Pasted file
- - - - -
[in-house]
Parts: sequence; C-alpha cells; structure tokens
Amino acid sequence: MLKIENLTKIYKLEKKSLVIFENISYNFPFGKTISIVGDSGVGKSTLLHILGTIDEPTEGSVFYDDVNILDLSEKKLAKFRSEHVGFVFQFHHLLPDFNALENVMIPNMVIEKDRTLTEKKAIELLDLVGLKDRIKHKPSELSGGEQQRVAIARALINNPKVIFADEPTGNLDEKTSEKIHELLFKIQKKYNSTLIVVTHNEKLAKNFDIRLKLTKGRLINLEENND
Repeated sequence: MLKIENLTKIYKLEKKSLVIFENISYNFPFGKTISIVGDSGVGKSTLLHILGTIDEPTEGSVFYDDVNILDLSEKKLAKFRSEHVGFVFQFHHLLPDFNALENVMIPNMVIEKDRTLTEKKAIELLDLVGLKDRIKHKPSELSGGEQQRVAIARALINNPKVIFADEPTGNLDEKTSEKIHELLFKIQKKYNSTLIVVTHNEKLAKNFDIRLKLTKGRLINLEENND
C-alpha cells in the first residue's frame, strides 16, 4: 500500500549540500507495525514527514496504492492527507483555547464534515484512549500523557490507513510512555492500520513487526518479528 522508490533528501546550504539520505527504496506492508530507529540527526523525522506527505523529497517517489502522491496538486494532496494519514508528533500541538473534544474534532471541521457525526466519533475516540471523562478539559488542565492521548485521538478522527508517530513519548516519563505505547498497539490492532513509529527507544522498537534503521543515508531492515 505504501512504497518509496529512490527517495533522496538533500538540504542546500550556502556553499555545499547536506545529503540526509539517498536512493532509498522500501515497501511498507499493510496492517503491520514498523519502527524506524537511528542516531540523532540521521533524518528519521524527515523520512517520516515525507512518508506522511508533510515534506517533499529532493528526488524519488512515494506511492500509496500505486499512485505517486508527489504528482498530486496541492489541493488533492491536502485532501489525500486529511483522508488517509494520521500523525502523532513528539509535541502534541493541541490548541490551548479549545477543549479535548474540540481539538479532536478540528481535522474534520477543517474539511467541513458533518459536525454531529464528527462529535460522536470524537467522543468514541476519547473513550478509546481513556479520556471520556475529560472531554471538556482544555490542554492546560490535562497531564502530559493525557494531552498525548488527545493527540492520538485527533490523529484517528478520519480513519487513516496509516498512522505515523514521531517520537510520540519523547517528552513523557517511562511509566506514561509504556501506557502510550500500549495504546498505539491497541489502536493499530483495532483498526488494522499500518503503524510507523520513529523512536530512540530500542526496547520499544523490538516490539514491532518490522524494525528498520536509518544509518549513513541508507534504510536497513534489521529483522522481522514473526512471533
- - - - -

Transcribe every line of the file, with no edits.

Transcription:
[in-house]
Parts: sequence; C-alpha cells; structure tokens
Amino acid sequence: MLKIENLTKIYKLEKKSLVIFENISYNFPFGKTISIVGDSGVGKSTLLHILGTIDEPTEGSVFYDDVNILDLSEKKLAKFRSEHVGFVFQFHHLLPDFNALENVMIPNMVIEKDRTLTEKKAIELLDLVGLKDRIKHKPSELSGGEQQRVAIARALINNPKVIFADEPTGNLDEKTSEKIHELLFKIQKKYNSTLIVVTHNEKLAKNFDIRLKLTKGRLINLEENND
Repeated sequence: MLKIENLTKIYKLEKKSLVIFENISYNFPFGKTISIVGDSGVGKSTLLHILGTIDEPTEGSVFYDDVNILDLSEKKLAKFRSEHVGFVFQFHHLLPDFNALENVMIPNMVIEKDRTLTEKKAIELLDLVGLKDRIKHKPSELSGGEQQRVAIARALINNPKVIFADEPTGNLDEKTSEKIHELLFKIQKKYNSTLIVVTHNEKLAKNFDIRLKLTKGRLINLEENND
C-alpha cells in the first residue's frame, strides 16, 4: 500500500549540500507495525514527514496504492492527507483555547464534515484512549500523557490507513510512555492500520513487526518479528 522508490533528501546550504539520505527504496506492508530507529540527526523525522506527505523529497517517489502522491496538486494532496494519514508528533500541538473534544474534532471541521457525526466519533475516540471523562478539559488542565492521548485521538478522527508517530513519548516519563505505547498497539490492532513509529527507544522498537534503521543515508531492515 505504501512504497518509496529512490527517495533522496538533500538540504542546500550556502556553499555545499547536506545529503540526509539517498536512493532509498522500501515497501511498507499493510496492517503491520514498523519502527524506524537511528542516531540523532540521521533524518528519521524527515523520512517520516515525507512518508506522511508533510515534506517533499529532493528526488524519488512515494506511492500509496500505486499512485505517486508527489504528482498530486496541492489541493488533492491536502485532501489525500486529511483522508488517509494520521500523525502523532513528539509535541502534541493541541490548541490551548479549545477543549479535548474540540481539538479532536478540528481535522474534520477543517474539511467541513458533518459536525454531529464528527462529535460522536470524537467522543468514541476519547473513550478509546481513556479520556471520556475529560472531554471538556482544555490542554492546560490535562497531564502530559493525557494531552498525548488527545493527540492520538485527533490523529484517528478520519480513519487513516496509516498512522505515523514521531517520537510520540519523547517528552513523557517511562511509566506514561509504556501506557502510550500500549495504546498505539491497541489502536493499530483495532483498526488494522499500518503503524510507523520513529523512536530512540530500542526496547520499544523490538516490539514491532518490522524494525528498520536509518544509518549513513541508507534504510536497513534489521529483522522481522514473526512471533